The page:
In Science and Space: The U.S. Space Force is buying billions of dollars worth of satellites that take an average of seven years to develop, and China is rapidly building new constellations. This is a problem that requires new ways of doing business, said Frank Calvelli, Assistant Secretary of the Air Force for Space Acquisition and Integration.
During his discussion at the Air, Space & Cyber Conference panel on Sept. 20, Calvelli said satellites need to be smaller, cheaper and faster.
To produce satellites faster and at a lower cost, the Space Force must move away from cost-plus contracts that encourage contractors to redesign and overhaul systems, he said.
One of the models the Space Force should follow, he said, is the Space Agency’s model of buying more satellites on fixed-price contracts. “We want to move very quickly. The traditional way of building satellites and the big cost of seven years. I need to,” he said. “And stop redesigning everything.”
Referring to the next generation of geostationary missile warning satellites the Space Force is buying, he said, “The old approach, the seven-year development contracts we have for GEO satellites…we need to change that.” He said, “it shouldn’t be too difficult,” he added. “This is his seven-year development of the class of spacecraft that we as a nation have been building over his 30 to 40 years.”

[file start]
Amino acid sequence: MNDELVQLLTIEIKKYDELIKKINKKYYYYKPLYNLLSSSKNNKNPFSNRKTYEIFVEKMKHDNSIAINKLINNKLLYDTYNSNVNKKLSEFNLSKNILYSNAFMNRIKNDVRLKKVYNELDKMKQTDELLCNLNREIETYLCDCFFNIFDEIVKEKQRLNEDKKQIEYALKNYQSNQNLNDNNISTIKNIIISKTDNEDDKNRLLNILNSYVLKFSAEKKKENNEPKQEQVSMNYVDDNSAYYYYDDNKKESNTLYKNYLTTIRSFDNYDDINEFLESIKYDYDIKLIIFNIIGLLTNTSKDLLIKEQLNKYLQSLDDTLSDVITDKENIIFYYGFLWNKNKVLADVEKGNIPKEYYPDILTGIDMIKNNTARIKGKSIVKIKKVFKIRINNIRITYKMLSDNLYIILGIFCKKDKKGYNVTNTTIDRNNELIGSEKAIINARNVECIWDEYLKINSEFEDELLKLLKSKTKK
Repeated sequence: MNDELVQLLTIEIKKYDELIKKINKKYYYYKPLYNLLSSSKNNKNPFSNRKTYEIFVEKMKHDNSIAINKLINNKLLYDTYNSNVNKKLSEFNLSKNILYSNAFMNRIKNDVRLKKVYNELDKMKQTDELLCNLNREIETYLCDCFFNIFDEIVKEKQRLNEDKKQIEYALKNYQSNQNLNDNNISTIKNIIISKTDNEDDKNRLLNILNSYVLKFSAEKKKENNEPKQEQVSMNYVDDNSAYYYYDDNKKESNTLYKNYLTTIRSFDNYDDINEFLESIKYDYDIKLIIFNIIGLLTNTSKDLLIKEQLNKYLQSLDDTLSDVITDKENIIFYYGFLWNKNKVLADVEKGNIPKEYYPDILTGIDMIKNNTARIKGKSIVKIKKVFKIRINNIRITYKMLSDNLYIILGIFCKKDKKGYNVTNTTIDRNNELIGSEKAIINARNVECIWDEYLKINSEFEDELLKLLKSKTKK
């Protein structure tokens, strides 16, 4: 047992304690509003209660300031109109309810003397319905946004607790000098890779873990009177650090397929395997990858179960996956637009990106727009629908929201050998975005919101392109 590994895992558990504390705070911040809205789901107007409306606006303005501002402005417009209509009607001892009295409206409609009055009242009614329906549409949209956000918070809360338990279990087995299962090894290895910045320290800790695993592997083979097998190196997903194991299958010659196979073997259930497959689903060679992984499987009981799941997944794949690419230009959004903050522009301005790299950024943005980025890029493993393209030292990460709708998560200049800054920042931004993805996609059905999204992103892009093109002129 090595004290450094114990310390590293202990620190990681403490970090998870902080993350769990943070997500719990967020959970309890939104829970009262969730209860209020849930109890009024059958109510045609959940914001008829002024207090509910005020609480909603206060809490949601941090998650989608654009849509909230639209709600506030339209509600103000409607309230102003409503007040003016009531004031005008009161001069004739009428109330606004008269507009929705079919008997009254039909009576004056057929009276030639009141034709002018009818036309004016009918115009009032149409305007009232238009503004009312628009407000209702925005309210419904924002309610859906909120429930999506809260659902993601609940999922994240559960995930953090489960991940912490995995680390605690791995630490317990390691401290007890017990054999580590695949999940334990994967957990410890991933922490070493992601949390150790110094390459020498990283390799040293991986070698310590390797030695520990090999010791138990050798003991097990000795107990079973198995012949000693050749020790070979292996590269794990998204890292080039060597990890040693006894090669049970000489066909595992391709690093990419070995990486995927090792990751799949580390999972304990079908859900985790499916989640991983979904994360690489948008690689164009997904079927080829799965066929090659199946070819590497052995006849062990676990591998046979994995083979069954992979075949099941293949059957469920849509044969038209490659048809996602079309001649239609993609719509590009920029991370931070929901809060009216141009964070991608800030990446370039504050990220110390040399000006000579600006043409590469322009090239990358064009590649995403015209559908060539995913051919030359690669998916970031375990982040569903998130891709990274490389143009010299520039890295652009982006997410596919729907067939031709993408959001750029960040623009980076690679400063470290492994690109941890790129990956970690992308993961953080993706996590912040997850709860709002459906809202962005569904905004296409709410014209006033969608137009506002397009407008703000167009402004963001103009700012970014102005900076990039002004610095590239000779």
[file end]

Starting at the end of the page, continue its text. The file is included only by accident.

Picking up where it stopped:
Addressing the industry leaders in the audience, Calvelli said, “Bid for programs with realistic costs and timelines, and bid for programs that you can succeed with. And if we win that contract, we’ll be able to execute and deliver those programs on budget and on schedule… I think that’s the key to our success as a nation and countering the Chinese threat. ”
brig. Adm. Stephen Purdy, in charge of secure access to the Space Force’s space program director, said contractors may be contributing to the problem by promising solutions they know they can’t provide. said.
“I want an honest and open conversation with the industry, but what I don’t need is his BD pitch,” he said, using the business development acronym. One example is digital engineering tools, a technology in high demand in the Space Force. According to Purdy, “there’s a lot of industry pitching” aimed at getting buyers who are unreliable and haven’t grown up with the technology. “What I really really need is for the industry to understand where our systems are, what our needs are, and how to meet those needs in a non-proprietary way. “Don’t try to sell me something that requires me to buy a one-year to perpetual license.”
“You may have a great solution that works well in your lab, but there are a dozen other contractors saying the exact same thing,” he said. Beyond that, it is very difficult to get into the actual discussion.”